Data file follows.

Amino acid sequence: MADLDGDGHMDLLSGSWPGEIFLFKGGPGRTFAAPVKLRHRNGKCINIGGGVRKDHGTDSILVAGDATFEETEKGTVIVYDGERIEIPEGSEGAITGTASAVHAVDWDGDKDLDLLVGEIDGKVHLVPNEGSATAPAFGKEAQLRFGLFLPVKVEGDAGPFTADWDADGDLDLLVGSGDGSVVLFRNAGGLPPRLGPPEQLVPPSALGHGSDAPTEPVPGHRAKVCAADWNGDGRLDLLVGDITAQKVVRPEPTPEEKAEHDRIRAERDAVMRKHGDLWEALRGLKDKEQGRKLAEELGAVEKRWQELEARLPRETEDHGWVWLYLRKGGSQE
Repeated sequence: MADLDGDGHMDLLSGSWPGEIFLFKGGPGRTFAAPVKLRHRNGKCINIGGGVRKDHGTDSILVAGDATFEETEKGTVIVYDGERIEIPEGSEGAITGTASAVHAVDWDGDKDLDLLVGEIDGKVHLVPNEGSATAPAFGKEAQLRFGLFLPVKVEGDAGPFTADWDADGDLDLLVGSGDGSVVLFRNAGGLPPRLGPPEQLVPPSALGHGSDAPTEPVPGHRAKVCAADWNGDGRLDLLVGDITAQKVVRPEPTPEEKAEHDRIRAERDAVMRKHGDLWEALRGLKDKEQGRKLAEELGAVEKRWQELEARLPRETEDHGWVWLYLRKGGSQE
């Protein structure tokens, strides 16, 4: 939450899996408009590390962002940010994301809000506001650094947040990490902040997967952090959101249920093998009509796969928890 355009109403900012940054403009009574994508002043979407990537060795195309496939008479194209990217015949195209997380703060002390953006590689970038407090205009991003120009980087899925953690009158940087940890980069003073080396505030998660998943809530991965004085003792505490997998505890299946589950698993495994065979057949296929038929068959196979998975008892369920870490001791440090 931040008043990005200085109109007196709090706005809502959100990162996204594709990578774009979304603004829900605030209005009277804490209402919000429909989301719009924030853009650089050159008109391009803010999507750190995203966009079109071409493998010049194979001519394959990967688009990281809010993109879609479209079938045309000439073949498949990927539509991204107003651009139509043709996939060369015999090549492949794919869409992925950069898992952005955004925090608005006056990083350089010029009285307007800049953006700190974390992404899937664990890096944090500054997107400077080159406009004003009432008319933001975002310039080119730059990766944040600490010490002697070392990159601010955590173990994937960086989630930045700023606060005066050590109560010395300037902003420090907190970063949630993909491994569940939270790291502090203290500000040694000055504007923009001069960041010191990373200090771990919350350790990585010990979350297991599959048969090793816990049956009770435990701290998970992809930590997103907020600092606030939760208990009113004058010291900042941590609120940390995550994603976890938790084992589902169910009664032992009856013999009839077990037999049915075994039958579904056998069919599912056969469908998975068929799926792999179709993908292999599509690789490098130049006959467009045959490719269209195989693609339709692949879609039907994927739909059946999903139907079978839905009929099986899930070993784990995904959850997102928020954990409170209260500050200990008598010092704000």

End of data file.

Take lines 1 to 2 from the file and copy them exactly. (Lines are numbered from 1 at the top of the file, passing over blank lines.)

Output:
Amino acid sequence: MADLDGDGHMDLLSGSWPGEIFLFKGGPGRTFAAPVKLRHRNGKCINIGGGVRKDHGTDSILVAGDATFEETEKGTVIVYDGERIEIPEGSEGAITGTASAVHAVDWDGDKDLDLLVGEIDGKVHLVPNEGSATAPAFGKEAQLRFGLFLPVKVEGDAGPFTADWDADGDLDLLVGSGDGSVVLFRNAGGLPPRLGPPEQLVPPSALGHGSDAPTEPVPGHRAKVCAADWNGDGRLDLLVGDITAQKVVRPEPTPEEKAEHDRIRAERDAVMRKHGDLWEALRGLKDKEQGRKLAEELGAVEKRWQELEARLPRETEDHGWVWLYLRKGGSQE
Repeated sequence: MADLDGDGHMDLLSGSWPGEIFLFKGGPGRTFAAPVKLRHRNGKCINIGGGVRKDHGTDSILVAGDATFEETEKGTVIVYDGERIEIPEGSEGAITGTASAVHAVDWDGDKDLDLLVGEIDGKVHLVPNEGSATAPAFGKEAQLRFGLFLPVKVEGDAGPFTADWDADGDLDLLVGSGDGSVVLFRNAGGLPPRLGPPEQLVPPSALGHGSDAPTEPVPGHRAKVCAADWNGDGRLDLLVGDITAQKVVRPEPTPEEKAEHDRIRAERDAVMRKHGDLWEALRGLKDKEQGRKLAEELGAVEKRWQELEARLPRETEDHGWVWLYLRKGGSQE